- Posted November 23, 2012 by
This iReport is part of an assignment:
Being black in 2012
In the four years since President Obama took office the first time, the support of the younger generation did change a little. As both young men and women became very interested in understanding the political process and many of their views were impacted by the recession. Various media outlets suggest the impact of the recession on the young not only created discouragement about politics in generalbut the impact of the slow recovery was something political leadershad to take to heart.
Like many Americans, tough economic times have younger voters deeply concerned about the future of the American economy and very focused on the role and actions of the President.
Many millennialshave either experienced first hand or witnessed the direct impact the declined economy has had on unemployed parents or loved ones who haven’t been able to secure gainful employment or decent salaries. In addition to needing job opportunities, security and benefits for themselves, millennials are just as concerned about how the struggles of their families and the rest of America will get turned around.
I was able to connect with two millennial voters to learn their political views, choices and which issues resonated with them the most when nominating their political candidate. Included are responses from two 18 year-old young men who are both recent Georgia high school graduates and who both are currently attending college away from home. Both students were extremely confident about their political views and more than willing to share them. My purpose was not only to allow them to express the importanceof the 2012 presidential electionand what it meant to first time millennial voters but to also encourage and support the importance of utilizing their new found right to vote.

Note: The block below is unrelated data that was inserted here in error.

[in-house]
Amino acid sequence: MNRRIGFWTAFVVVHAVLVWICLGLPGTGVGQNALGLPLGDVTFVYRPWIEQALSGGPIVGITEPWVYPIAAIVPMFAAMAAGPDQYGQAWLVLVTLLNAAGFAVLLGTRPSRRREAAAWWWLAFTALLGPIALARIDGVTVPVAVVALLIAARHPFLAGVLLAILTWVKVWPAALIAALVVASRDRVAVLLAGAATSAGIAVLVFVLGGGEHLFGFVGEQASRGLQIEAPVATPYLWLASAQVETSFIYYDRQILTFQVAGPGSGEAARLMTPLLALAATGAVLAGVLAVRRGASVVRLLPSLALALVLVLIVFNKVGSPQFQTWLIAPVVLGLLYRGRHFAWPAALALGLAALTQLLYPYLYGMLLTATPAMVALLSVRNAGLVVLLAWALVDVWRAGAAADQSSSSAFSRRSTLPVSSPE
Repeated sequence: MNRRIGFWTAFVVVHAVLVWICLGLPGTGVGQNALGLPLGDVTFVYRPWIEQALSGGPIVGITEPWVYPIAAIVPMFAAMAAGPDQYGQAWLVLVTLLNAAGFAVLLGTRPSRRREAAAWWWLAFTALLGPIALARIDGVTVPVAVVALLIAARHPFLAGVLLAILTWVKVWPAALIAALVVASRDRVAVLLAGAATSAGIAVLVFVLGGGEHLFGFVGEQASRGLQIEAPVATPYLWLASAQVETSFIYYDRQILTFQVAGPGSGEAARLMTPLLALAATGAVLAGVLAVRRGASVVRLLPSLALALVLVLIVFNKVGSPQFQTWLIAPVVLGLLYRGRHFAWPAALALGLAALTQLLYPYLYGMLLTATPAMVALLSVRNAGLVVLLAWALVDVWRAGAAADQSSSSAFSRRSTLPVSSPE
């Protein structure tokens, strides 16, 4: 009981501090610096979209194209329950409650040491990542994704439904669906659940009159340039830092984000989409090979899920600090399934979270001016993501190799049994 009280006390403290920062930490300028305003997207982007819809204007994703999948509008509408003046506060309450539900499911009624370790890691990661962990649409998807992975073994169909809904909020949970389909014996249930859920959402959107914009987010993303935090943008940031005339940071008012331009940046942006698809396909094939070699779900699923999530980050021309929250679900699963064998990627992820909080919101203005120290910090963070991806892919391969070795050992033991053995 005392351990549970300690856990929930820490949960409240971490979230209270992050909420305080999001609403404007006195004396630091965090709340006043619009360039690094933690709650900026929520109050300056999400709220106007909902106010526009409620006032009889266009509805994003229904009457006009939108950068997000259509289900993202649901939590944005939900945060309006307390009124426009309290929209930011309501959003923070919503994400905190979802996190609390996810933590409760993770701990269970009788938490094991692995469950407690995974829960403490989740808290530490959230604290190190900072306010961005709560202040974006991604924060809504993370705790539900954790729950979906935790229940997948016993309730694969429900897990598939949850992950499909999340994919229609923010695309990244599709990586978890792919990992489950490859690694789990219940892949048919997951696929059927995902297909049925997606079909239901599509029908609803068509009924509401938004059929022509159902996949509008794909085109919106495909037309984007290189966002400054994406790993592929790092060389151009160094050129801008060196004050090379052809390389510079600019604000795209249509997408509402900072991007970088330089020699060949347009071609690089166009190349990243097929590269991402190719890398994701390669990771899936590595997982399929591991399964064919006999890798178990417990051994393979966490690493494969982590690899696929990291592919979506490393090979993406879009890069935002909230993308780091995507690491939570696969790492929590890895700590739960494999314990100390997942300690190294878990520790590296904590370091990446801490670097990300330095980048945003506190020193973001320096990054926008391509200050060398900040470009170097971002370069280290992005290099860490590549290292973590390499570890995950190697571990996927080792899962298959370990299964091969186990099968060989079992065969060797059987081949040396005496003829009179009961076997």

From the perspective of first time Millennial Voter Vidal Jones of Atlanta, Georgia, currently attending college at Georgia Southern University in Statesboro, Georgia.
Jones pictured above
“Being black, there seemed to be a heavy influence to vote democratic but I didn’t allow outside views that don't actually support the views affect me.
After watching the debates, I could was indecisive on which party I would vote for. There were some broken promises from the president and some hopeful ideas from the other side. Being in college, most of my friends were echoing "Mitt wants to take away our grants!" whether that's true or not I believed it was fair enough to give him a chance. The work Romney did in Massachusetts, though much of it was already in place before he got there, is outstanding. His business experience in my opinion also gave him an upper hand in that area. On the other hand, Obama is for the middle class. It was all pretty jumbled to me for a long time.
From the perspective of first time Millennial Voter Babatunde Woodard-James of Atlanta, Georgia, currently attending Columbia University in New York.
Woodard-James (2nd left) pictured above with high school peers
Political Preferences: I am strongly liberal.
Did I Vote? I did! I requested an absentee ballot but much to my chagrin it took more time to receive it than anticipated.
Why I Voted? There are a few reasons why I voted:
1) America is a democracy. A flawed democracy that still uses the outdated Electoral College and has suppressed votes from non-WASPs for the better half of its history (and continues to do so), but it is a pretty good model nonetheless that allows for an unparalleled freedom toexpress one's opinions and hold their government accountable in comparison to the rest of the world. Why not use it?
2) It is important to participate in your government. The strongest deterrent to anything in the world is apathy and therefore detachment. By not being involved in the political process, you sign your life away to those who do, which is not a smart move considering that their actions will affect you regardless. On a more constructive note, political participation means that your voice is heard
3) Our ancestors as Black Americans literally fought and died for the opportunities provided by political engagement. Whether by seeking inclusion and equal opportunity under the laws of this country or seeking mechanisms of sovereignty in some shape or form, our predecessors understood that political participation was a must, not an option. Many gave their lives for this cause. We owe it to them to exercise our right to vote.